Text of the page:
• COVID-19
    Cystic Fibrosis
    Read the story of ASCP Patient Champion Leland and learn about the role
    of laboratory testing in the diagnosis and treatment of Cystic Fibrosis.

WHAT IS CYSTIC FIBROSIS?

Cystic fibrosis (CF) is an inherited disorder that causes severe damage to the lungs, digestive system, and other organs in the body. Cystic fibrosis affects the cells that produce mucus, sweat, and digestive juices. These secreted fluids are normally thin and slippery. But in people with CF, a defective gene causes the secretions to become sticky and thick. Instead of acting as lubricants, the secretions plug up tubes, ducts, and passageways, especially in the lungs and pancreas.

Cystic Fibrosis

This Cystic Fibrosis slide is showing mucoid pseudomonas which is the most common infection in CF patients.

ASCP Patient Champion Leland

“Be patient, tactful, appreciative, and kind to your care team. It’s important to also ask the right questions. These are simple things to do, but they go a long way in maintaining a good relationship with your medical team and caregivers.”

LELAND’S STORY

At 4 years old, Leland was diagnosed with Cystic Fibrosis (CF), a chronic disease causing severe damage to his lungs. Because he was so young when he was diagnosed, Leland does not remember a life without having CF. Leland’s parents raised him to be just like any other kid playing in the park or hanging out with friends, the only difference was that he would have to take some precautions and live life with some modifications. Since Leland was diagnosed with CF, he lived at a much greater risk of getting a lung infection because the thick mucus built up in his lungs allowed germs to thrive and multiply. Being exposed to more germs and other infections posed a detrimental threat to his health, so Leland had to modify his interactions with environments that put him at risk.

When he was 28, Leland received a lung transplant to replace his damaged lungs. Laboratory testing played an important role in the transplant process both before and after his lung transplant. Blood tests were performed to determine the blood type of the donor to see if their blood type would be compatible with Leland’s. These blood tests also involved tissue typing, which are a series of tests performed in the laboratory that evaluate the compatibility of tissue between the organ donor and recipient. The tissue typing lab identified and compared information about Leland’s antigens (the “markers” in cells that stimulate antibody production) so that a donor lung could be matched to Leland. The transplant was successful, however it was followed with a series of new complicating diagnoses, including osteoporosis, diabetes, and skin cancer which he then needed to manage.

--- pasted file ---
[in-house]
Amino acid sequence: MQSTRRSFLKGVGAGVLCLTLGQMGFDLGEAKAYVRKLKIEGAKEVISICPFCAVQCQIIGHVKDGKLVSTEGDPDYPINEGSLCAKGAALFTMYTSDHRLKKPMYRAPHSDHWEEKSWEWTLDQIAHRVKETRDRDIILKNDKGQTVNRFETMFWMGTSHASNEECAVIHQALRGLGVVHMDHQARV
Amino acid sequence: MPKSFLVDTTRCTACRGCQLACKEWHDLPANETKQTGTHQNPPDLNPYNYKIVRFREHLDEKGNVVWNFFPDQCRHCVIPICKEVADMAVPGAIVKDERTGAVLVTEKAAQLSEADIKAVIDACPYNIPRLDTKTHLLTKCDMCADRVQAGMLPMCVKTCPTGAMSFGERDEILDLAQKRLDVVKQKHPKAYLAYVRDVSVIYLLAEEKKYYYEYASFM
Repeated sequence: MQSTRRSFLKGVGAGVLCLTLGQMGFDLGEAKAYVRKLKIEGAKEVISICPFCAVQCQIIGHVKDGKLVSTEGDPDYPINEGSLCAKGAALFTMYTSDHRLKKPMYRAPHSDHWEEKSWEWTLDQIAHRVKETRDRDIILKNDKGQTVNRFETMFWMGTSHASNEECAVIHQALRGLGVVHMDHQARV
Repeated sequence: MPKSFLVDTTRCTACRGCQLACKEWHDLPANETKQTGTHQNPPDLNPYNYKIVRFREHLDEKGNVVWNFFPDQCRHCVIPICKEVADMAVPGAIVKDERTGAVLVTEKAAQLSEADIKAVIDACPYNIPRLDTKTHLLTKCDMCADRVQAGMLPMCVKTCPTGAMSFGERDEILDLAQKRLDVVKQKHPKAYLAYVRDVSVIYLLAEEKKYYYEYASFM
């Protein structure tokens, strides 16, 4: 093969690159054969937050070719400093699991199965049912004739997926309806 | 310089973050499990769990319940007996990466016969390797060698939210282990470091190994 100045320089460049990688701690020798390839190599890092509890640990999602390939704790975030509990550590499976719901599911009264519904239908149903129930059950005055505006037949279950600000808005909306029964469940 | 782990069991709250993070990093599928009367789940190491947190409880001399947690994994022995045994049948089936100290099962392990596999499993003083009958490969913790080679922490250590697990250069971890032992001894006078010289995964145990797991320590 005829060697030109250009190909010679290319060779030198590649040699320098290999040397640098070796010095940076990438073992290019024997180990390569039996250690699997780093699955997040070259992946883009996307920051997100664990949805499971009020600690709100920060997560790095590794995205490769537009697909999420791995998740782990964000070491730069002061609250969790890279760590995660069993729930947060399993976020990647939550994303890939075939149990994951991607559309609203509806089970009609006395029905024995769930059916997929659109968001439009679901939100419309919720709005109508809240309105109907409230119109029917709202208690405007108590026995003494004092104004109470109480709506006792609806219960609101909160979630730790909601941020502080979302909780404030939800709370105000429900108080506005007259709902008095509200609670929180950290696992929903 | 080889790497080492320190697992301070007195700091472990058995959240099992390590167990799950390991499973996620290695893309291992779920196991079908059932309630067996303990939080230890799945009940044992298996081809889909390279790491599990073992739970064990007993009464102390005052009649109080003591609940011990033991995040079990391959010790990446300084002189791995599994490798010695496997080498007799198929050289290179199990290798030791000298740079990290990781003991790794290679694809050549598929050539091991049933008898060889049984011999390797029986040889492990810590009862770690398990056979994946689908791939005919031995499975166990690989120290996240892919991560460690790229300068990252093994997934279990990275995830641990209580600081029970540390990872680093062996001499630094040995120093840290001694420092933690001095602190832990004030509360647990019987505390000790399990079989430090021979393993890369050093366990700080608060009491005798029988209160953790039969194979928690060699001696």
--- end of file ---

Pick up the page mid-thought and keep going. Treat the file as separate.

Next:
Leland continues to receive follow-up care and testing three to four times a year. He has CBC and CMP lab tests done once a month at a minimum which are critical in making sure his health post-transplant is monitored regularly and maintained, especially having been diagnosed with further health complications. He also has magnesium blood tests performed along other tests that monitor how his treatment drugs are affecting him. Despite the serious health challenges that Leland has faced since he was a child, Leland is optimistic. In the meantime, as he continues to navigate his diagnoses, Leland and his family are focused on enjoying life to the fullest every day. He continues to have ongoing support from his wife and two adopted children. Their faith has played an integral role in managing his cystic fibrosis, lung transplant, and everything else that has come their way.